# Understanding the counterexamples to L'Hopital's Rule

Wiki provides a counterexample limit that fails with L'Hopital's Rule, because it doesn't satisfy the $$g'(x) \ne 0$$ rule they provide earlier.

Let $$f(x)=x+\sin x \cos x$$ and $$g(x)=f(x)e^{\sin x}.$$ Then there is no limit for $$f(x)/g(x)$$ as $$x\to\infty$$ However,

\begin{align} \frac{f'(x)}{g'(x)} &= \frac{2\cos^2 x}{(2 \cos^2 x) e^{\sin x} + (x+\sin x \cos x) e^{\sin x} \cos x} \\[4pt] &= \frac{2\cos x}{2 \cos x +x+\sin x \cos x} e^{-\sin x}, \end{align}

which tends to 0 as $$x\to\infty$$.

My question: is it possible to construct a counterexample where $$x$$ goes to a real number, rather than infinity? Or does approaching a real number protect you from failing in the $$g'(x) = 0$$ case.

• Maybe $\dfrac{x^2\sin(1/x)}{\sin(x)}$ when $x\to0$. Commented Jan 12, 2022 at 6:25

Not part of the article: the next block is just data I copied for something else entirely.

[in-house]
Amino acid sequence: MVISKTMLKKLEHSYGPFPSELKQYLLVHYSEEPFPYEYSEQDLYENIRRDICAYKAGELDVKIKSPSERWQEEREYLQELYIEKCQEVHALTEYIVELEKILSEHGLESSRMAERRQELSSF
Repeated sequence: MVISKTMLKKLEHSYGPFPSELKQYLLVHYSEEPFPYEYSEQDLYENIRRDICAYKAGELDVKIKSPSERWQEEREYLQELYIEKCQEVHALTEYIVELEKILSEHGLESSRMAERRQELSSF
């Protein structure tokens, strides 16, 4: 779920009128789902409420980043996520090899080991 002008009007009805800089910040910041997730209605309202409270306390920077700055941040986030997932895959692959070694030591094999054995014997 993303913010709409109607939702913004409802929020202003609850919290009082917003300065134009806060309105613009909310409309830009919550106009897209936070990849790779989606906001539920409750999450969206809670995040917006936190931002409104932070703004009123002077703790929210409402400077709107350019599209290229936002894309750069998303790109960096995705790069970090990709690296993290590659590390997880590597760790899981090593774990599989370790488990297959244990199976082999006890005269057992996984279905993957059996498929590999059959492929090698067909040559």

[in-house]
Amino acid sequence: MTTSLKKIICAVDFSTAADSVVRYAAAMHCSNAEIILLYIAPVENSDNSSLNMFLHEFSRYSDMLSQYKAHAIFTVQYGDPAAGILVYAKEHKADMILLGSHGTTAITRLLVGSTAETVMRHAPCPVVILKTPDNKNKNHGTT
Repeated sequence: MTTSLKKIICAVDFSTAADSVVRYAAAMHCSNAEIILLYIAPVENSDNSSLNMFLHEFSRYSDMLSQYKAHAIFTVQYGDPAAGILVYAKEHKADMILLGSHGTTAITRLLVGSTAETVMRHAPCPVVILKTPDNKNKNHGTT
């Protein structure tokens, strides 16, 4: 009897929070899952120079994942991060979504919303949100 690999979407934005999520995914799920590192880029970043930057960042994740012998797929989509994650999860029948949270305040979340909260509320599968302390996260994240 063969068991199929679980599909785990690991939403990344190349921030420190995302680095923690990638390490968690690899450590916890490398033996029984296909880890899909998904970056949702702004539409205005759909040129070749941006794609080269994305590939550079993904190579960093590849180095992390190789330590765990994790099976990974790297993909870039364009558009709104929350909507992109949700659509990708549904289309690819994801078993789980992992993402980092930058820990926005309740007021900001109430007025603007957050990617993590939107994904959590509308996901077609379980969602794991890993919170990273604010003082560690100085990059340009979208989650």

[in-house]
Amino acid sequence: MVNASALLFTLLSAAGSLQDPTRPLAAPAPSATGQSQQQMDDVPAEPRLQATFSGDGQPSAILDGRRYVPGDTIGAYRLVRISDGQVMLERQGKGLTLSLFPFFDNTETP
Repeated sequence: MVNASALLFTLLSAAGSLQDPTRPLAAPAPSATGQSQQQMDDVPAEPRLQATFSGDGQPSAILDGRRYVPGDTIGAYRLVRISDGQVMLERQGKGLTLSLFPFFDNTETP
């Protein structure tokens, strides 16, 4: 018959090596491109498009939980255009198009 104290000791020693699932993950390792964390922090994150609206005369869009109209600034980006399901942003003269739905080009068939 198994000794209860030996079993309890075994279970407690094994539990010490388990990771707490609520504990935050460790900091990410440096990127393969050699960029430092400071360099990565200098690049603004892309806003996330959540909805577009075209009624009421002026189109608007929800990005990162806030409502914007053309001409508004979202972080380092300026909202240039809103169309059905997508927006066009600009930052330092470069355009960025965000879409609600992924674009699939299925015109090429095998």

• @Mikasa $\lim_{x\to 0} \frac{f'(x)}{g'(x)}$ doesn't exist, so it isn't a counterexample (which demonstrates why $g'(x)\ne 0$ is necessary).
– Snaw
Commented Jan 12, 2022 at 7:03

Consider $$f_1(x)\equiv f\circ h(x)\\ g_1(x)\equiv g\circ h(x)\\ h(x)\equiv (x-a)^{-2},a\in\mathbb R,$$ where $$f$$ and $$g$$ are defined as in your counterexample. Then there is no limit for $$f_1(x)/g_1(x)$$ as $$x\rightarrow a$$ but L'Hopital's rule imputes a limit of zero.